CJA FAQ: Paralegals & Service Providers
Services of an investigator/expert have been retained and fees are more than $800. What should I do?
Any claim for investigators or other experts (listed in Block 13 of the CJA21 Form), that is more than $800, requires prior approval of the court before the claim may be processed. If you did not file a motion to incur expenses, you must file one now, nunc pro tunc, to get the court’s approval, and then file the claim on a CJA21 form. You must attach a copy of the court order and the expert provider must include documentation showing the dates of service, hours expended, rate charged and any allowable expenses. All motion to incur expenses are sealed and must be submitted to the clerk’s office with a disk containing the file in PDF format and a sealing envelope reflecting the case caption and description of the document.
I have an interpreter who has gone to prison with me on more than one occasion. I receive separate invoices from him/her. Can I submit these on separate vouchers or do I have to submit everything together as one claim?
The interpreter should submit one claim for all dates of service to you. If you use different interpreters, each one should submit a separate claim. If you are using one interpreter and the cumulative compensation is going to exceed $800, you are required to file a motion with the court to get approval to use the services. If you know this will happen early on in the case, make the motion and get permission right away. This will avoid problems later on when we are trying to pay the interpreter bills.
When an interpreter performs services for both the court and a CJA panel attorney on the same day, are there any rules?
An interpreter may not bill the court or appointed counsel fro services performed during the same time period. Such would constitute double billing. Nor may a fee be prorated be prorated between the court and appointed counsel, although a fee and expenses may be prorated among appointed counsel.
If an interpreter provides in-court interpreting and provides interpreting services immediately before or after the proceeding to assist a panel attorney in communicating with the client, is it appropriate to bill under the CJA?
A judicial officer or a clerk could authorize in advance the use of a contract court interpreter for a short CJA attorney-client consultation in the courthouse immediately before and/or after a proceeding. The services would be included as part of the in-court interpreting payment. In addition, under the court interpreter’s contract, the contract court interpreter may not bill any other judiciary-funded entity or person (which would include charging for services performed under the CJA), for the time period the interpreter is paid under the contract. [See the Guide, Vol. 5, Section 220.20]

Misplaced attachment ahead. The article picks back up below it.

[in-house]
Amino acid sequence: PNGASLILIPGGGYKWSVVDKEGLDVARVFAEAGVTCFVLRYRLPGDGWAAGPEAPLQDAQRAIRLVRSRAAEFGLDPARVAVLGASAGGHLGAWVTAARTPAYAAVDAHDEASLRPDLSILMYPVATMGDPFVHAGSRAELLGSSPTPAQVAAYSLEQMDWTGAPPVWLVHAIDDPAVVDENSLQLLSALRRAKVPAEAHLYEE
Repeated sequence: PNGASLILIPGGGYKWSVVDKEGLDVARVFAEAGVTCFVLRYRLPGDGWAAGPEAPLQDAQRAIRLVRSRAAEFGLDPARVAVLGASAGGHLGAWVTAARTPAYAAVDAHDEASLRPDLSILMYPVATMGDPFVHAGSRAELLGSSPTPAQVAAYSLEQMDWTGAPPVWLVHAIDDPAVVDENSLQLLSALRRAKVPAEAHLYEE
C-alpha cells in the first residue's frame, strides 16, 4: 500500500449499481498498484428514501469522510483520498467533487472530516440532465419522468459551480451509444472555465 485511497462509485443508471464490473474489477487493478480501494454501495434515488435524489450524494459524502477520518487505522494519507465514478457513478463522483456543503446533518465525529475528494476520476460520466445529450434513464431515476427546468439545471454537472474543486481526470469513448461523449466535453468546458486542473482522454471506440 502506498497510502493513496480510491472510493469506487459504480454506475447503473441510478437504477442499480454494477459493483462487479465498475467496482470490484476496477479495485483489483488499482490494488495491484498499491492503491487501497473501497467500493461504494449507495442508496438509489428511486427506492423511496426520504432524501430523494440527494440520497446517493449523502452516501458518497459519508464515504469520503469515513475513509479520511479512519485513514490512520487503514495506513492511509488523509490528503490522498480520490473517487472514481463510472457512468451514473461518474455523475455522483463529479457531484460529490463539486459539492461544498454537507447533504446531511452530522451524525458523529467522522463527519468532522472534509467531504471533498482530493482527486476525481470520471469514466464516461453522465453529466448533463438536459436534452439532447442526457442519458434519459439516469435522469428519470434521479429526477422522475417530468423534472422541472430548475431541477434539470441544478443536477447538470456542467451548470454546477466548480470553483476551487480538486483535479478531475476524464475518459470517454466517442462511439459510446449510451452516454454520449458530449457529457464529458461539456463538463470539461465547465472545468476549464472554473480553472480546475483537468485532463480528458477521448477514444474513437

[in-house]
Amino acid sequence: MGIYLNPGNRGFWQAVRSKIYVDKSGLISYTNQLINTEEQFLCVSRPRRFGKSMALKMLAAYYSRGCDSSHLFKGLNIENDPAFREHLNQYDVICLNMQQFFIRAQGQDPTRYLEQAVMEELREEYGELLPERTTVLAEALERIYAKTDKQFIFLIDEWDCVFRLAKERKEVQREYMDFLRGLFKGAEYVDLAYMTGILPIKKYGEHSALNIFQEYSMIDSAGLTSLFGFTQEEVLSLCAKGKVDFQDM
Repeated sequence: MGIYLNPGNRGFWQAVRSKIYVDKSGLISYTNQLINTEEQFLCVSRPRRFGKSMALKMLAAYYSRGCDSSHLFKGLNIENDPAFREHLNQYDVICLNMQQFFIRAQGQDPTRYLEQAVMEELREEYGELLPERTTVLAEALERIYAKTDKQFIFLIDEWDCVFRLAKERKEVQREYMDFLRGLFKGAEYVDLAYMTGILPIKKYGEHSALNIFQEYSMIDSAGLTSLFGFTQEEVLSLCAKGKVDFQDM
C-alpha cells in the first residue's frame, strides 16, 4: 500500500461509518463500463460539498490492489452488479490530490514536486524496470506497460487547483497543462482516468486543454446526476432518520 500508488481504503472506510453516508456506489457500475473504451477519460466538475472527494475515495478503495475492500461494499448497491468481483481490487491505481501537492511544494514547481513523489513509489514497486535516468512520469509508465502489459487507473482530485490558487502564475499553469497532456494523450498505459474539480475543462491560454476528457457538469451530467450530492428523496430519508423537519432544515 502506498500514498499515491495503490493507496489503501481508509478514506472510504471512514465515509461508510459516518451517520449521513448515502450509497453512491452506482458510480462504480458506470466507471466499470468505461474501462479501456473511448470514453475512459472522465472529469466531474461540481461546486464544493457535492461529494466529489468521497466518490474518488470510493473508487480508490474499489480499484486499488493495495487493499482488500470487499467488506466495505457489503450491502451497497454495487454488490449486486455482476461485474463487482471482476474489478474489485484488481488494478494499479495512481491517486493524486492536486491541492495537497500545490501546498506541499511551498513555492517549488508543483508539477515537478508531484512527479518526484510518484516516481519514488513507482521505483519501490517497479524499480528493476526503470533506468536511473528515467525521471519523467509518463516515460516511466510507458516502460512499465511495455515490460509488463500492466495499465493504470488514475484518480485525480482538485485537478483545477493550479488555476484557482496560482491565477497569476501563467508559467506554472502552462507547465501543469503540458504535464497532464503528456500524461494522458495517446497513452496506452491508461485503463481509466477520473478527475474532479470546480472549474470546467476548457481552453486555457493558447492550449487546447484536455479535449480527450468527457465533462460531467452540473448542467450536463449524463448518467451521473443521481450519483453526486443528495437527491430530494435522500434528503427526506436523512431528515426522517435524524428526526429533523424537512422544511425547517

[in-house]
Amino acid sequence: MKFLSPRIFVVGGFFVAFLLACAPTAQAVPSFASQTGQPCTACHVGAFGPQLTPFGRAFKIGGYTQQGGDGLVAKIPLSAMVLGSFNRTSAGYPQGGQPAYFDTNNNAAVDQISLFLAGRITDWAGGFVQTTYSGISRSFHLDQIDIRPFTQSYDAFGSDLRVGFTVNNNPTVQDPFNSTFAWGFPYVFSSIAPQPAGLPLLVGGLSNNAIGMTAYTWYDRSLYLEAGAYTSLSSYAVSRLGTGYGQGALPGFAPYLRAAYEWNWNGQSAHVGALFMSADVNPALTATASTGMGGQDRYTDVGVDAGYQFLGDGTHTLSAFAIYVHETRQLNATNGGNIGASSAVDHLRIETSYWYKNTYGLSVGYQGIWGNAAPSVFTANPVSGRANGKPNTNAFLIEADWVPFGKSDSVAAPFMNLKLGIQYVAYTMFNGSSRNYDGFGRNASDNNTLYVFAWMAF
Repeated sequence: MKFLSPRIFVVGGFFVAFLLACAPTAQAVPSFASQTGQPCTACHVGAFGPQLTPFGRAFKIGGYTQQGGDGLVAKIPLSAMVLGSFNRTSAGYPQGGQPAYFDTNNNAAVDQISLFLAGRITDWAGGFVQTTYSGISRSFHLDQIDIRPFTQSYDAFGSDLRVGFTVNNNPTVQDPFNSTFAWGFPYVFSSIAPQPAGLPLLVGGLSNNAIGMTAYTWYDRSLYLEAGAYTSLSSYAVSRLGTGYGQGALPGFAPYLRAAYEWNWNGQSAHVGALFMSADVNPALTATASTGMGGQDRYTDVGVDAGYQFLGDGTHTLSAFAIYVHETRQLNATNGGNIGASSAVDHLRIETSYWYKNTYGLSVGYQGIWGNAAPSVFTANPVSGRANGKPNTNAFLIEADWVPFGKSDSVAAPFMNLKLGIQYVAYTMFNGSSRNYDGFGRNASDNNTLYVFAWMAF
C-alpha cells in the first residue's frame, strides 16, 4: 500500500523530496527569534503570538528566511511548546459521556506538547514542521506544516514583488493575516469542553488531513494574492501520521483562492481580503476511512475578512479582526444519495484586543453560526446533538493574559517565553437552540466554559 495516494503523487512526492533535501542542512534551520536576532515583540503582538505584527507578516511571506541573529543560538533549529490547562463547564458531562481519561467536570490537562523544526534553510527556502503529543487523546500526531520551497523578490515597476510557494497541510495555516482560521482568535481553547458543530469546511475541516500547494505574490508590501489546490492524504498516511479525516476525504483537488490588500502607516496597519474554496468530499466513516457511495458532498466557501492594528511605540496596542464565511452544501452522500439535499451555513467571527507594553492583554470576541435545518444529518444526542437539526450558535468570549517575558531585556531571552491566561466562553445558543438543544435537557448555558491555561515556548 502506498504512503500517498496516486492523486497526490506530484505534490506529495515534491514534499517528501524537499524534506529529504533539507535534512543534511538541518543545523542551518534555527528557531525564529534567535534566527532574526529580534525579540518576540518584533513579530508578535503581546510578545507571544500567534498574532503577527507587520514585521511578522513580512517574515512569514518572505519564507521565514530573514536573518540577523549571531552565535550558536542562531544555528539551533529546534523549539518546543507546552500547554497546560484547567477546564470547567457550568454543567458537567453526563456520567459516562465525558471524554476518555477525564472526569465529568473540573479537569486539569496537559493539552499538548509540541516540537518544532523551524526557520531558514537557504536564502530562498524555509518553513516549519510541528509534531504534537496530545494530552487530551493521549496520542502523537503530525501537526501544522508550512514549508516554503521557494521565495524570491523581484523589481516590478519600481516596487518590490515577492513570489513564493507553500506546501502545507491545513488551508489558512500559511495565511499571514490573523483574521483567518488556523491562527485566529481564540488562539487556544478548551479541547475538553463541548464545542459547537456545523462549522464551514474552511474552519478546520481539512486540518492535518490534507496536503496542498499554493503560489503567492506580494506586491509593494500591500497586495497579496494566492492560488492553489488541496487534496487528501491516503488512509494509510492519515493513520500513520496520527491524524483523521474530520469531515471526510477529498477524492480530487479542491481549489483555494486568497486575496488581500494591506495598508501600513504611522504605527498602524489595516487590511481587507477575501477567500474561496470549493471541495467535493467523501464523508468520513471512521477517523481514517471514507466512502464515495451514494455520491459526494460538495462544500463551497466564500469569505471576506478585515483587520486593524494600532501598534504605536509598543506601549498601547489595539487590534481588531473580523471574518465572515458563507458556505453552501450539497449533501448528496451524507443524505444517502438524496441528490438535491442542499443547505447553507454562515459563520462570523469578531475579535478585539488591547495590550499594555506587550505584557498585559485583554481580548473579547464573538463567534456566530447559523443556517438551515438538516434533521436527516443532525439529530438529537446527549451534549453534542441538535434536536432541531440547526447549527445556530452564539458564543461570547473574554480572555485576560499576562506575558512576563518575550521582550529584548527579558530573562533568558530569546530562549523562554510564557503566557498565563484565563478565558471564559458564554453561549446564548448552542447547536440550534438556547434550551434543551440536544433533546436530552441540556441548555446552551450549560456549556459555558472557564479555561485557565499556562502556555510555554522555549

If an interpreter is billing under the half- and full-day method and interprets for one or more CJA panel attorneys in connection with more than one CJA representation within the same half-day, how would the interpreter bill for the work?
The interpreter generally would have the option of either prorating the half-day among the CJA representations, or billing the entire half-day rate to one representation. The interpreter may not bill the entire half-day on multiple vouchers. The supporting voucher materials must explain the method of billing and indicate the number of other CJA representations involved. The CJA representations should be identified by name or case number only if the work was performed for the appointed attorney who will be certifying the voucher.
Is there a prescribed rate of pay that must be paid to interpreters obtained by a panel attorney?
While there is not a nationally prescribed rate of pay for interpreters obtained by a panel attorney, the rates paid for interpreters, as for all service providers, must be reasonable. Interpreters performing services under the CJA generally are paid either an hourly rate (some courts have established presumptive hourly rates), the half- and full-day rates established by the AO Director for in-court interpreting, or other reasonable compensation and expenses, based on the specific circumstances.
What rate are CJA attorneys allowed to charge for paralegal or legal assistant services provided by their in-house employees?
The court will determine a reasonable hourly compensation rate. It may not exceed the lesser of the CJA hourly attorney rate or the rate typically charged by counsel to a fee-paying client for paralegal or legal assistant services. The guidelines direct the court to authorize compensation for such services at rates that result in greater efficiency and lower costs for the CJA program than would occur if counsel performed and charged for the services. [Guide, Section 320.70.50]
Can court-appointed counsel be reimbursed under the CJA for the services of an “in-house” paralegal or legal assistant? Can court-appointed counsel hire an “outside” paralegal or legal assistant to work on a case?
Yes, the CJA guidelines authorize appointed counsel to utilize paralegal or legal assistant, and other necessary services. It is immaterial whether the person providing the services is an in-house employee or independent. Counsel may obtain up to $800 worth of such services without the court’s prior authorization; however, the court will ultimately decide whether the expenditures were reasonably incurred when reviewing the voucher. [Form CJA21 or Form CJA31] Counsel must obtain the trial court’s prior authorization to obtain paralegal, legal assistant or other services in excess of $2400. Counsel must obtain the chief circuit judge’s prior authorization to obtain services in excess of $2400 in a non-capital case. [Guide, Section 320.70.50]
Counsel should use the Form CJA21 or Form CJA31 to request the court’s prior authorization and to submit claims for compensation and reimbursement of expenses for paralegal and legal assistant services.